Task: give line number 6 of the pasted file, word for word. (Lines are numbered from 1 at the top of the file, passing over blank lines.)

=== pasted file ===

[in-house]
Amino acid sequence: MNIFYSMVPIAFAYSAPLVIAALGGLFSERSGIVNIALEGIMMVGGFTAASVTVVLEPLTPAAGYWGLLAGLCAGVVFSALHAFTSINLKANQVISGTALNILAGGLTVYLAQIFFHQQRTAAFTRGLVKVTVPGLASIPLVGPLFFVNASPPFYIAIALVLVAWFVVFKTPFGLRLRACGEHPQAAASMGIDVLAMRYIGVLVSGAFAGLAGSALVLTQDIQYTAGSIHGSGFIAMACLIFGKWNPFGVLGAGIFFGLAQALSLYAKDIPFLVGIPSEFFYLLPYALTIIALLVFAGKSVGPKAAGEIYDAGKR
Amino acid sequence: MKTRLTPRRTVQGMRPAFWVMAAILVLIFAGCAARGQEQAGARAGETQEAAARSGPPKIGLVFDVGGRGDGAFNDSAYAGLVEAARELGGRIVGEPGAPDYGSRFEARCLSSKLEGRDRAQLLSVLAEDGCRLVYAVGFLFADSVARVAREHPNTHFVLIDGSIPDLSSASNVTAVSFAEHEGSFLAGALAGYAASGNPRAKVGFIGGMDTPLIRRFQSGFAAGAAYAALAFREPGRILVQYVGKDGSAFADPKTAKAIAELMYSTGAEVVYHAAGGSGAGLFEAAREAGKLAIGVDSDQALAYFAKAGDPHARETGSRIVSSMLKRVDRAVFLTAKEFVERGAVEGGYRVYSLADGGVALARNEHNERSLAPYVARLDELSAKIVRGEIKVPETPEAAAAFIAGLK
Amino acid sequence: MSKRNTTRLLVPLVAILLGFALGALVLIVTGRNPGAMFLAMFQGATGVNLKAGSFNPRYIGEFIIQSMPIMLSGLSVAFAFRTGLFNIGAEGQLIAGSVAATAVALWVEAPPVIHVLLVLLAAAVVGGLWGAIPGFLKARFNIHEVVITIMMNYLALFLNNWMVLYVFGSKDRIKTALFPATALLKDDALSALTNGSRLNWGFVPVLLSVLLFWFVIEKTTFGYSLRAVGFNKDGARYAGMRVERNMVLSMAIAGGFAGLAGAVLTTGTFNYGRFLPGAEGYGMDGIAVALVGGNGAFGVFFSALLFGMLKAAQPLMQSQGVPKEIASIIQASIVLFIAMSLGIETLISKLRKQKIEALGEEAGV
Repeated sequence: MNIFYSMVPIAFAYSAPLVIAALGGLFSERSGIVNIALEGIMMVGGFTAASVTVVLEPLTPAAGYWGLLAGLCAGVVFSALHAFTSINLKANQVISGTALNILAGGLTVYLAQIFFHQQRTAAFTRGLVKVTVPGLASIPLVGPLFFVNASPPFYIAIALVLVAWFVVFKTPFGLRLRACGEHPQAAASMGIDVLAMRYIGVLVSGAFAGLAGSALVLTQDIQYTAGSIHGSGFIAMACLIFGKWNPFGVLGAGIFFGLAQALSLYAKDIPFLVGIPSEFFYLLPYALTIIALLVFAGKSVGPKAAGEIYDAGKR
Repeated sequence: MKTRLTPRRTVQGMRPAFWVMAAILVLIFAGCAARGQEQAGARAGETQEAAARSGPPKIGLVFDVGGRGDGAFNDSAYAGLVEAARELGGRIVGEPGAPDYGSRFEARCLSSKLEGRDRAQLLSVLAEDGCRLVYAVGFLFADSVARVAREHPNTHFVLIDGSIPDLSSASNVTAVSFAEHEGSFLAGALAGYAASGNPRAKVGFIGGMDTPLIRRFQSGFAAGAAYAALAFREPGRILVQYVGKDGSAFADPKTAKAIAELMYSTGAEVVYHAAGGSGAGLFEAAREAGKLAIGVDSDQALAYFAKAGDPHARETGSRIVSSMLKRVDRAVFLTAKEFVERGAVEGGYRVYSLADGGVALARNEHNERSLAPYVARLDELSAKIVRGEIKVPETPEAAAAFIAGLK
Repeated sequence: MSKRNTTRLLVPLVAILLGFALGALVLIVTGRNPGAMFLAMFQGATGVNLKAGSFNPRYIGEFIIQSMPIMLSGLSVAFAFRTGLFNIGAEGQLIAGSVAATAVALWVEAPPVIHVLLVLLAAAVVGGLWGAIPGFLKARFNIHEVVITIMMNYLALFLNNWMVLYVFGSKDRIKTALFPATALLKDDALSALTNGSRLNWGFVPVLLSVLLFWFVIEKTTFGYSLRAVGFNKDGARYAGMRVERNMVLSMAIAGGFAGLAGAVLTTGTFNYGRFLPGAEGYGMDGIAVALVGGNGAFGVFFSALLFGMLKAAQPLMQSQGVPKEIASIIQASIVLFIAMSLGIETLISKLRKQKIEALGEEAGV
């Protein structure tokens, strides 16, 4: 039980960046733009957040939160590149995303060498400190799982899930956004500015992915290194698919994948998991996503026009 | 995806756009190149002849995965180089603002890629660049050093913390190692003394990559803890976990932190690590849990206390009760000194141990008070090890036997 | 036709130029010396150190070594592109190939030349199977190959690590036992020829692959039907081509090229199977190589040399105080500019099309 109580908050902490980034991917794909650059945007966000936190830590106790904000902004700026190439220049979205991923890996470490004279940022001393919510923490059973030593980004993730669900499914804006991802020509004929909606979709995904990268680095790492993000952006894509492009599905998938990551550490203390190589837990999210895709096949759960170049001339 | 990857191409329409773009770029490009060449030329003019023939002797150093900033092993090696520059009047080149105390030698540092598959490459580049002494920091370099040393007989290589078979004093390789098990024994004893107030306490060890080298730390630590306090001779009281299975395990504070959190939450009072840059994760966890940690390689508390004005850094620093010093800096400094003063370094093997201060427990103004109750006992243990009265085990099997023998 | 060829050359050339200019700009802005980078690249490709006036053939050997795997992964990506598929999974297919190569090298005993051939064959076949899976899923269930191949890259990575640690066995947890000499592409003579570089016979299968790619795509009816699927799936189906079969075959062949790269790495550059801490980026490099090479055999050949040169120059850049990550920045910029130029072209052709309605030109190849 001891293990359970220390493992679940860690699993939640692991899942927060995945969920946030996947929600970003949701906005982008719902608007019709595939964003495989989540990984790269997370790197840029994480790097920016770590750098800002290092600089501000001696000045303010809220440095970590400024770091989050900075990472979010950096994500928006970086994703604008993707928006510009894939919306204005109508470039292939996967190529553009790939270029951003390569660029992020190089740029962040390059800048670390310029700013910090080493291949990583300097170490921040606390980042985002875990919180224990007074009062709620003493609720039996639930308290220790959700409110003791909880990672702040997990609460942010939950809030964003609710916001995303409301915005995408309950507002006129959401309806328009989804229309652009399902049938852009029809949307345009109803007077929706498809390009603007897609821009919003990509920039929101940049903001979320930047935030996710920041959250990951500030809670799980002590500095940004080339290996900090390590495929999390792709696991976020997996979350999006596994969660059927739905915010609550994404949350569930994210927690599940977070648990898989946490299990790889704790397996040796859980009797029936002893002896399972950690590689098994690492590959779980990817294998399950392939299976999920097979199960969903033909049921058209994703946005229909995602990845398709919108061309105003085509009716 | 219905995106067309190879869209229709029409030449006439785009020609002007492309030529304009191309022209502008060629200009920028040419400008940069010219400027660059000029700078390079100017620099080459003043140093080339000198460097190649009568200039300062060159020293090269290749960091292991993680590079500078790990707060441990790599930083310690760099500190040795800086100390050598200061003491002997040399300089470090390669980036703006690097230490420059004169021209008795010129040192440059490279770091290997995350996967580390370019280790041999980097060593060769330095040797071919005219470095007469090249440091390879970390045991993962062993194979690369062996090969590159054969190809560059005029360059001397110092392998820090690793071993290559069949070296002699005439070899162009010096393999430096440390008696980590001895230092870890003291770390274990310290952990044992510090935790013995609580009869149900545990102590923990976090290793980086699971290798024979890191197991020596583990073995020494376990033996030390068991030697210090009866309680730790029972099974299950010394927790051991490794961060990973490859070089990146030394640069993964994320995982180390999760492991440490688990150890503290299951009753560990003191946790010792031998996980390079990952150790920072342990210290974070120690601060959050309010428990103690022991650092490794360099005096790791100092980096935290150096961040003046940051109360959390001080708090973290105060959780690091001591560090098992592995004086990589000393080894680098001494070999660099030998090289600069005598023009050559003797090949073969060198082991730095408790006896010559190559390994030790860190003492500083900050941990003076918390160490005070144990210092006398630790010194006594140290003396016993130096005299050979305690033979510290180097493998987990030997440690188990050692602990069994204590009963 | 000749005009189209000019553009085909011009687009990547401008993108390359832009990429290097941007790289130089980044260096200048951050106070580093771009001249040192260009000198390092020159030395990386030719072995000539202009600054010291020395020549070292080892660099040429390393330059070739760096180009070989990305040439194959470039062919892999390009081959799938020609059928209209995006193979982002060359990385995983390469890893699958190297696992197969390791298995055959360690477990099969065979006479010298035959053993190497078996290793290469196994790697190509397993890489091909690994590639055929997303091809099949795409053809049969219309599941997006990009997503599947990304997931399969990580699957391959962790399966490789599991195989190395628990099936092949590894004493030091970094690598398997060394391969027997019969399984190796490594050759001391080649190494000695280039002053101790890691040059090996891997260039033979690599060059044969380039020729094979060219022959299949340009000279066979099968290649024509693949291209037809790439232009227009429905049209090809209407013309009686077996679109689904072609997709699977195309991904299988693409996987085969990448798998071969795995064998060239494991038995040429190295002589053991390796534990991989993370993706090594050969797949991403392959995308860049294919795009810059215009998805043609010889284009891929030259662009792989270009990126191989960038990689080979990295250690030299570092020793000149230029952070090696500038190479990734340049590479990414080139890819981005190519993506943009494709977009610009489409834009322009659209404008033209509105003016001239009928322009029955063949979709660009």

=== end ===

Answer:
Repeated sequence: MKTRLTPRRTVQGMRPAFWVMAAILVLIFAGCAARGQEQAGARAGETQEAAARSGPPKIGLVFDVGGRGDGAFNDSAYAGLVEAARELGGRIVGEPGAPDYGSRFEARCLSSKLEGRDRAQLLSVLAEDGCRLVYAVGFLFADSVARVAREHPNTHFVLIDGSIPDLSSASNVTAVSFAEHEGSFLAGALAGYAASGNPRAKVGFIGGMDTPLIRRFQSGFAAGAAYAALAFREPGRILVQYVGKDGSAFADPKTAKAIAELMYSTGAEVVYHAAGGSGAGLFEAAREAGKLAIGVDSDQALAYFAKAGDPHARETGSRIVSSMLKRVDRAVFLTAKEFVERGAVEGGYRVYSLADGGVALARNEHNERSLAPYVARLDELSAKIVRGEIKVPETPEAAAAFIAGLK